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Distributorless Ignition Modules


sierra3dr
01-01-2023, 06:40 PM
Hello all,and Happy New Year. I was wondering what each Marque used back in the 90s when manufacturers were phasing out ignition distributors? For example Ford have EDIS.

Blue Bowtie
01-02-2023, 09:58 AM
Prior to DIS, GM had used a trade name "HEI" (High Energy Ignition) since the 1974 model year. But GM applied no trademark name for their distributorless systems, dating back to 1984 when it was simply identified as "DIS" for the Buick 231 cubic inch engine (that one should be familiar in the U.K. since it was used by Rover until 2006). There have been a number of changes based upon engine architecture, but a trade name was not applied to the systems to my knowledge.

There was an "Opti-Spark" system used on the LT1 and LT4 V-8s in the 1990s, but that was actually a distributor system.

RidingOnRailz
01-03-2023, 07:15 PM
Prior to DIS, GM had used a trade name "HEI" (High Energy Ignition) since the 1974 model year. But GM applied no trademark name for their distributorless systems, dating back to 1984 when it was simply identified as "DIS" for the Buick 231 cubic inch engine (that one should be familiar in the U.K. since it was used by Rover until 2006). There have been a number of changes based upon engine architecture, but a trade name was not applied to the systems to my knowledge.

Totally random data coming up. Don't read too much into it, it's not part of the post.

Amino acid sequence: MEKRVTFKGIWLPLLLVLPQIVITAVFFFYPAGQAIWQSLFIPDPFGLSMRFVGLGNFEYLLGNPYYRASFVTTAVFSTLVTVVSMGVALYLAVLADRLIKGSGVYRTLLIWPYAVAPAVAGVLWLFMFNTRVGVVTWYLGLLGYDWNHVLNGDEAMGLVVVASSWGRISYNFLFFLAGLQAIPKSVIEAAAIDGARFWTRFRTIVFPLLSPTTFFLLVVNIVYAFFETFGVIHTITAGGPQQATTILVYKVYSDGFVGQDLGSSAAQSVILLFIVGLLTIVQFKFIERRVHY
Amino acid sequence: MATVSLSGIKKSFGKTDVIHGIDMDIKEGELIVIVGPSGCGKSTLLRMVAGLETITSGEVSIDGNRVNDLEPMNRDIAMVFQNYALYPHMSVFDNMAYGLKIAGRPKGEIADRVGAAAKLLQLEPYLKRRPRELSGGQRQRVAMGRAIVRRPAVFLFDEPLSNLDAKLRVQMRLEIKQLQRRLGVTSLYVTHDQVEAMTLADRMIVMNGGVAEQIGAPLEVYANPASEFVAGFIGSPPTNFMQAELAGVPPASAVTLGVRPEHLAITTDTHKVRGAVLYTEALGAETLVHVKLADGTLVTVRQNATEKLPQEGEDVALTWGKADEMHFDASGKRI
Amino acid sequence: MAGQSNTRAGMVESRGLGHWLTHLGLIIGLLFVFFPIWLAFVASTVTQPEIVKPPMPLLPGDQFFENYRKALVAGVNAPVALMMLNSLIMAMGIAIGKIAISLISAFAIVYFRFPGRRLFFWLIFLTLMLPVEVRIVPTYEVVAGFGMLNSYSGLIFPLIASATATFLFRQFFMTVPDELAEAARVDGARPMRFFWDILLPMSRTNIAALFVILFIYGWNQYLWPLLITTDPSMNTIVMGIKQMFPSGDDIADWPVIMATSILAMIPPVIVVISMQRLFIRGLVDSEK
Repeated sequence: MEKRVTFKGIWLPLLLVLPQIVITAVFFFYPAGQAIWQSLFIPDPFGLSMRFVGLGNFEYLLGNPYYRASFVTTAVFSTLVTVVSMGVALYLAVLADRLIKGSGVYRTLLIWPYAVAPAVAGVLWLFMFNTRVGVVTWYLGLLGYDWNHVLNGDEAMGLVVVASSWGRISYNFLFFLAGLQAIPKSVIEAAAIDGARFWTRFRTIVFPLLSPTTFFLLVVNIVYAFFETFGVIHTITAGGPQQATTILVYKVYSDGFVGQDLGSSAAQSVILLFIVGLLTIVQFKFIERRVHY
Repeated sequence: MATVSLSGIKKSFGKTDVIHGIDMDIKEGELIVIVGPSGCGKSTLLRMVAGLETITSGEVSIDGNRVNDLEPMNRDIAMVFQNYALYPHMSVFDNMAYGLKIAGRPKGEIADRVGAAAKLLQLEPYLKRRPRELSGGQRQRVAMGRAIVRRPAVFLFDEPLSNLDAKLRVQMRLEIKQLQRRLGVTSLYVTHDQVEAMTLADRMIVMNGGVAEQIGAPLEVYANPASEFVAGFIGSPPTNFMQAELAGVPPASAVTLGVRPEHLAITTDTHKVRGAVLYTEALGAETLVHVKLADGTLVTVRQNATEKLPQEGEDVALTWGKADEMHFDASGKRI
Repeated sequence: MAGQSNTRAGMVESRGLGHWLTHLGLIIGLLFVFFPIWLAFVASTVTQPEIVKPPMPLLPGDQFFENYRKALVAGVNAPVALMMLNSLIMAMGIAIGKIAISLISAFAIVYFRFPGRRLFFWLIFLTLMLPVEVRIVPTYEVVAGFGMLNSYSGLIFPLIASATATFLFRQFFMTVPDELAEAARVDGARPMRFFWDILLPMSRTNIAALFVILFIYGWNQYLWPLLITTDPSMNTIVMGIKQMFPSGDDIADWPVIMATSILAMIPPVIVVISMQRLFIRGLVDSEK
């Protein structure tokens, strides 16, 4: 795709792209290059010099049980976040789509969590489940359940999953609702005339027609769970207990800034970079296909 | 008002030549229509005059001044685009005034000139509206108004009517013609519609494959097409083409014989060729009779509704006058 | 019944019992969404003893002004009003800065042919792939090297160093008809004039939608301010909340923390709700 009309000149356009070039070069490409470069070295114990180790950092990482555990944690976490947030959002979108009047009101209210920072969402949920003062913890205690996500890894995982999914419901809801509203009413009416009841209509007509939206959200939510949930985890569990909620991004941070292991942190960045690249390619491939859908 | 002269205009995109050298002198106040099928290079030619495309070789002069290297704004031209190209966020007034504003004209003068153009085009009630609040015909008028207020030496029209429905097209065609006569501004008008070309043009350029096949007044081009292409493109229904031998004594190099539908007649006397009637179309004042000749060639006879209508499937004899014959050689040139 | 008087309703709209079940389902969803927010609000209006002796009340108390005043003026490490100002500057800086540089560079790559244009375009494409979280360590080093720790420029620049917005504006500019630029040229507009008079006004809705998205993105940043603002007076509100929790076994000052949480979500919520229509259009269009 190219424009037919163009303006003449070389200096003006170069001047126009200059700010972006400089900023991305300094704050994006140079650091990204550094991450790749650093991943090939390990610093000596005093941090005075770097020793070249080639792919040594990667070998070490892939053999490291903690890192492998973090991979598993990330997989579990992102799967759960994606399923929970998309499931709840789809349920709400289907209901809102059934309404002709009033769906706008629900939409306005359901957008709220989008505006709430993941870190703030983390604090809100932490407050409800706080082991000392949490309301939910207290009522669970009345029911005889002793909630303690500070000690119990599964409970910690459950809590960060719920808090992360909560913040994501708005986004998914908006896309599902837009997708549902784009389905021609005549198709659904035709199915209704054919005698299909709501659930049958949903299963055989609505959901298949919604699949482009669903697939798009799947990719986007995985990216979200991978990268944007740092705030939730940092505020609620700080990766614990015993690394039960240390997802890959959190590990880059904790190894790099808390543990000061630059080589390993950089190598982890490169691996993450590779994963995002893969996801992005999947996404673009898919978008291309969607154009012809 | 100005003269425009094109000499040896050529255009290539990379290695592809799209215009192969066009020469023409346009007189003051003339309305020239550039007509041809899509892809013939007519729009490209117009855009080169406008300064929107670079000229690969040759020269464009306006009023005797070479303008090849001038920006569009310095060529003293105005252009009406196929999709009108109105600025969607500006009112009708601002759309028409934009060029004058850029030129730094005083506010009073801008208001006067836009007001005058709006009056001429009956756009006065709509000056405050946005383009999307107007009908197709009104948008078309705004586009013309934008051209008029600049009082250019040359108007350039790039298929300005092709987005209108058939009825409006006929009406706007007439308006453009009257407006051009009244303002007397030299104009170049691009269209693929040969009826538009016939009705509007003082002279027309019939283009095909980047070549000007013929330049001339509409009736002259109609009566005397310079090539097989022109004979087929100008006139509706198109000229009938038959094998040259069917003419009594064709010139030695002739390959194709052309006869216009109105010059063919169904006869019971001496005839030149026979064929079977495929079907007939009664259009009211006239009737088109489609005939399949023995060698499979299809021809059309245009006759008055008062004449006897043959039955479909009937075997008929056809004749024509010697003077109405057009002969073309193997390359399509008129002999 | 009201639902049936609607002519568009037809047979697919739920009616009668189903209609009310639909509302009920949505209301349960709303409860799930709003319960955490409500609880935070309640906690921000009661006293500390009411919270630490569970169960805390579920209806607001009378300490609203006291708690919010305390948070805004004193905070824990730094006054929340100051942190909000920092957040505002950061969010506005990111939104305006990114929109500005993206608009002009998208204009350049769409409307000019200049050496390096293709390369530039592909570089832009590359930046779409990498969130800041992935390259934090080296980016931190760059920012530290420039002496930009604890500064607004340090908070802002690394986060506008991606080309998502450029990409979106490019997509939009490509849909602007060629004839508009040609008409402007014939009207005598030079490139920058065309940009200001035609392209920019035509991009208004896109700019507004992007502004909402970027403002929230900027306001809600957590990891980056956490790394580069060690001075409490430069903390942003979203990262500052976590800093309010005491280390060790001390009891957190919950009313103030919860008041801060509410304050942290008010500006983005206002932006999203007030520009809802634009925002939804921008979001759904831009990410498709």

There was an "Opti-Spark" system used on the LT1 and LT4 V-8s in the 1990s, but that was actually a distributor system.

Which certainly muddies the waters...

So when I toss up the hood of any car, what clues me in as to whether that vehicle has a distributor or distributor-less ignition system?

maxwedge
01-03-2023, 07:59 PM
Obviously if you see a distributor the question is partly answered. If you see plug wires going into a coil pack. Then it is a dis system.

RidingOnRailz
01-03-2023, 08:55 PM
Obviously if you see a distributor the question is partly answered. If you see plug wires going into a coil pack. Then it is a dis system.

What would my 1981 Buick Century have been. I did see something round with wires coming from it under the hood.

shorod
01-03-2023, 09:37 PM
Unless you're 1981 Century had a diesel engine it would have had a distributor. It was likely GM's HEI distributor with the coil mounted in the top of the distributor cap.

-Rod

RidingOnRailz
01-04-2023, 04:07 PM
Unless you're 1981 Century had a diesel engine it would have had a distributor. It was likely GM's HEI distributor with the coil mounted in the top of the distributor cap.

-Rod

Thanks for sparking my memory! Yes, I did see HEI in the service manual I bought for that car when I owned it. For some reason I thought HEI and a distributor were two separate things.

shorod
01-04-2023, 07:36 PM
I think GM just decided it could be called "high energy ignition" because they didn't have the added loss of a coil wire.


-Rod

sierra3dr
01-05-2023, 02:45 PM
Prior to DIS, GM had used a trade name "HEI" (High Energy Ignition) since the 1974 model year. But GM applied no trademark name for their distributorless systems, dating back to 1984 when it was simply identified as "DIS" for the Buick 231 cubic inch engine (that one should be familiar in the U.K. since it was used by Rover until 2006). There have been a number of changes based upon engine architecture, but a trade name was not applied to the systems to my knowledge.

There was an "Opti-Spark" system used on the LT1 and LT4 V-8s in the 1990s, but that was actually a distributor system.
Excellent answer 👍

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